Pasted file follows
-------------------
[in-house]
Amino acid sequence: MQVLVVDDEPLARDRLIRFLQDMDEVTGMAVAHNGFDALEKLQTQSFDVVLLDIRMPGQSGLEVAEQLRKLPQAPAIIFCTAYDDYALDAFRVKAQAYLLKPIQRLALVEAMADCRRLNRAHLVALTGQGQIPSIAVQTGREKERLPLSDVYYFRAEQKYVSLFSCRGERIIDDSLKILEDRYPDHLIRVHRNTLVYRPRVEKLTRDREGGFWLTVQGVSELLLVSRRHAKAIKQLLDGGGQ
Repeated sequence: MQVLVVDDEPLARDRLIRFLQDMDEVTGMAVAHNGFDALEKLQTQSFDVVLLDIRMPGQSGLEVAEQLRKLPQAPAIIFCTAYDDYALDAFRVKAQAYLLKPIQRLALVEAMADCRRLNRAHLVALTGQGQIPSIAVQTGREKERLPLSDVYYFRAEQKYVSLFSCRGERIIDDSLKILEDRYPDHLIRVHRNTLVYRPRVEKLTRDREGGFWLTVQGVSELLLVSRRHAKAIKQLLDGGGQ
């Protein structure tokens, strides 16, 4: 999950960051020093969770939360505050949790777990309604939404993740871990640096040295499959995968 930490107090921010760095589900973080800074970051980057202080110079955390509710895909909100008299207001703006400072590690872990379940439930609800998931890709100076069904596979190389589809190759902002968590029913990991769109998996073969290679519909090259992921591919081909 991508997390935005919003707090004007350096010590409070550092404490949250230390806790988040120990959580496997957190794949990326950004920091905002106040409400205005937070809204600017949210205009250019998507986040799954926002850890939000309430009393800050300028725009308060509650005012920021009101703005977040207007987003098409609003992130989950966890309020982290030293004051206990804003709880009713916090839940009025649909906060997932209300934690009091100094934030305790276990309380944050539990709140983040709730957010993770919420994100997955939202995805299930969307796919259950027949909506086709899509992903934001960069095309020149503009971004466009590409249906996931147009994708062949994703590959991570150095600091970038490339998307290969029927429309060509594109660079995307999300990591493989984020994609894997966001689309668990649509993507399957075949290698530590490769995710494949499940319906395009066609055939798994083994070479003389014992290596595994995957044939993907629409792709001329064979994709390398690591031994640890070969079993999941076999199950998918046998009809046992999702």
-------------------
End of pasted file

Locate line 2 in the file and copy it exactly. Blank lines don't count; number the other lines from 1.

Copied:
Amino acid sequence: MQVLVVDDEPLARDRLIRFLQDMDEVTGMAVAHNGFDALEKLQTQSFDVVLLDIRMPGQSGLEVAEQLRKLPQAPAIIFCTAYDDYALDAFRVKAQAYLLKPIQRLALVEAMADCRRLNRAHLVALTGQGQIPSIAVQTGREKERLPLSDVYYFRAEQKYVSLFSCRGERIIDDSLKILEDRYPDHLIRVHRNTLVYRPRVEKLTRDREGGFWLTVQGVSELLLVSRRHAKAIKQLLDGGGQ